Whitestown is a community in southeast corner ofin Worth Township, approximately 22 miles northwest of Indianapolis.
Whitestown was organized in 1851 as a result of the Big 4 Railroad passing through it. As a prime agricultural area, the pioneer community served as a trading and merchant center. The town was laid out in 1851, at the time the, part of the Big 4 Railroad, was continued to Lafayette, Indiana, on the land of Abram Neese. Initially named New Germantown, reflecting the country of origin of the vicinity’s first inhabitants, the name was officially changed to Whitestown in 1852 in honor of Albert S. White, a U.S. Senator and the first president of the Indianapolis and Lafayette Railroad. The village became an important trading center along the railroad for the township and county.
For more than a century Whitestown remained a rural community. During the second half of the 20th century, it lost 14 percent of its population. Whitestown High School graduated its last class in 1961 after the entire Whitestown school district merged with neighboring Lebanon’s school district under a state legislature-mandated consolidation. The once-bustling railroad was abandoned in 1976, and the town barely evaded demotion to unincorporated status in the 1990s.
Whitestown experienced a major resurgence in the mid-2000s when the population more than quintupled. It has been recognized as the fasted growing town in Indiana largely due to the annexation of 6,500 acres of property located south of the historic downtown district and within reach of Zionsville town limits. Three large-scale neighborhoods built in the annexed area account for 77 percent of the town’s population. This growth can be attributed to lower property taxes on homes built within the annexed area relative to neighboring Zionsville, yet within the high-performing Zionsville school district.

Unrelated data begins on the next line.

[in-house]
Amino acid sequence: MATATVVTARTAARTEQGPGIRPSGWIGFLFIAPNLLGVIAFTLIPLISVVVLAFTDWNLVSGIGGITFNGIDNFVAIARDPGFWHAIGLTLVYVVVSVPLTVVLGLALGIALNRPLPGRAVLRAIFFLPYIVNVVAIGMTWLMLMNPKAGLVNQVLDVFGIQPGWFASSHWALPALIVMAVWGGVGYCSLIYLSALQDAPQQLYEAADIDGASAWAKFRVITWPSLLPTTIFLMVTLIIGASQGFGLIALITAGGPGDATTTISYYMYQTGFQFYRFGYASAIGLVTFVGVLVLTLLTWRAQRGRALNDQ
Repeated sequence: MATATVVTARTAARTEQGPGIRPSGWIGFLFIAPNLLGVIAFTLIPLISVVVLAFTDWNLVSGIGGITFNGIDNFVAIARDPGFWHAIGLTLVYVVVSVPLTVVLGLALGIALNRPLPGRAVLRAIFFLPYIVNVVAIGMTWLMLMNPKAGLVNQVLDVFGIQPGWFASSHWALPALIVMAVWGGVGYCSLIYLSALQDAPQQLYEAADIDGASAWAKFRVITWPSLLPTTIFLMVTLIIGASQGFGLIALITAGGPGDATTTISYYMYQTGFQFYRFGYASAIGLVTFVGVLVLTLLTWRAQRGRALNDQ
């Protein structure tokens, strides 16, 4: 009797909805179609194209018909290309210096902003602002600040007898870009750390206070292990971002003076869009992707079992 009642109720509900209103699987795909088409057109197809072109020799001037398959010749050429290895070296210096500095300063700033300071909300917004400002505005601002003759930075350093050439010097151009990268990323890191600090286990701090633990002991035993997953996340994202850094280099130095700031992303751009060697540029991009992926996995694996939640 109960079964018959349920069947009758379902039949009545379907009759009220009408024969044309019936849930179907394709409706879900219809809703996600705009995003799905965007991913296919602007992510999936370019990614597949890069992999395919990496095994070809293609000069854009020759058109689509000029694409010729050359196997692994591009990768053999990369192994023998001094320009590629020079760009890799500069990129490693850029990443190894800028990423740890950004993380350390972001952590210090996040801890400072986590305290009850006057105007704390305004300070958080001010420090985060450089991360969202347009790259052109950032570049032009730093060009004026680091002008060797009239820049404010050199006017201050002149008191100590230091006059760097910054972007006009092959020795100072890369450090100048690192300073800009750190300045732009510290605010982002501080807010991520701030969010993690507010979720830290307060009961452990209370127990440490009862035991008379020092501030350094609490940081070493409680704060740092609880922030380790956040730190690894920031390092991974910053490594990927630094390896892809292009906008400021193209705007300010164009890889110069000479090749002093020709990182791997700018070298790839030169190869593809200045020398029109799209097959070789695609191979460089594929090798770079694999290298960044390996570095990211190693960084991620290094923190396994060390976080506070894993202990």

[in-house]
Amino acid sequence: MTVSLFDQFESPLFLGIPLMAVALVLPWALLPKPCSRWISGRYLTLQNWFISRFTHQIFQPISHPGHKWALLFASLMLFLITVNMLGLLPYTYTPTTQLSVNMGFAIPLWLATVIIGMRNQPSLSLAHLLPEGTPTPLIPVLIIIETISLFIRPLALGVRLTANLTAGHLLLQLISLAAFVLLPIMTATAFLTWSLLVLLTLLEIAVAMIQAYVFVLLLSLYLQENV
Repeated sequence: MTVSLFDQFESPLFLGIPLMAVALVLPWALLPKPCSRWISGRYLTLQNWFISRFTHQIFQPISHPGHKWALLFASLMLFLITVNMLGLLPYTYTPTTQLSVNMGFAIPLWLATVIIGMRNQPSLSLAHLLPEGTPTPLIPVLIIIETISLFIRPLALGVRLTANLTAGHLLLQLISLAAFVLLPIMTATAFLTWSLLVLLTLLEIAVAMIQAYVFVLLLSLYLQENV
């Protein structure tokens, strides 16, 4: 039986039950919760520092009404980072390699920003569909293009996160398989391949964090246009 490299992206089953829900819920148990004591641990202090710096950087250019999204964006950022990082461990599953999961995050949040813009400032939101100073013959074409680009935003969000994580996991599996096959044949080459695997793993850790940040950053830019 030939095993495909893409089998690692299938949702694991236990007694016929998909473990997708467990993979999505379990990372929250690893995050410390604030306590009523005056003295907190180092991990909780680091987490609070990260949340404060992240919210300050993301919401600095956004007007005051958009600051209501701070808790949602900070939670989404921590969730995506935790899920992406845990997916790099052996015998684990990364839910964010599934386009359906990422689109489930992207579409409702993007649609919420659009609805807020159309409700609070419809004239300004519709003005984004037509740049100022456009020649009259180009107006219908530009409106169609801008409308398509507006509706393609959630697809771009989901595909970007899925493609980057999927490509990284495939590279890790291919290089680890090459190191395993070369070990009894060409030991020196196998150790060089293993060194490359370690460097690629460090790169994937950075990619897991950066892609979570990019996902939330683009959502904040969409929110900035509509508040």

As the population has grown, so has the number of retailers, restaurants, and businesses. At the intersection of I-65 and State Road 267 in Whitestown, the Amazon distribution warehouse constructed in 2008 created more than 2,000 full-time jobs. Amazon’s presence nudged the Central Indiana Regional Transportation Association (CIRTA) to establish a Whitestown Connector bus service that runs between several Whitestown employers. The bus line helped local Whitestown businesses connect with a larger pool of potential workers.also established a bus line between Whitestown and a bus stop in the area on Indianapolis’ northwest side.
Medco Health Solutions built the world’s largest and most advanced automated pharmacy covering the equivalent of six and a half football fields along I-65 in Whitestown. The mail-order facility opened in 2009 and created 1,300 jobs—100 of those belonging to pharmacists. Whitestown’s strategic location halfway between Lafayette and Indianapolis made possible internships for Purdue University andpharmacy students, respectively.
Whitestown continues to acquire land along the I-65 corridor. In 2018, the town completed the acquisition of an additional 135 acres along I-65 that will become home to the future Little League International Central Region Headquarters. The acreage will be developed to include baseball and softball fields, office facilities, and additional potential projects like an ice arena, aquatic center, and amphitheater. The abandoned Big 4 Railroad is being given new life as the Big 4 Trail—a multi-use trail that will span all of Boone County upon completion.
Whitestown is governed by a town manager and a 5-member town council. The town council serves as the legislative branch with each member elected to serve a 4-year term by their respective constituents. Two school systems serve Whitestown’s students: Lebanon Community Schools and Zionsville Community Schools.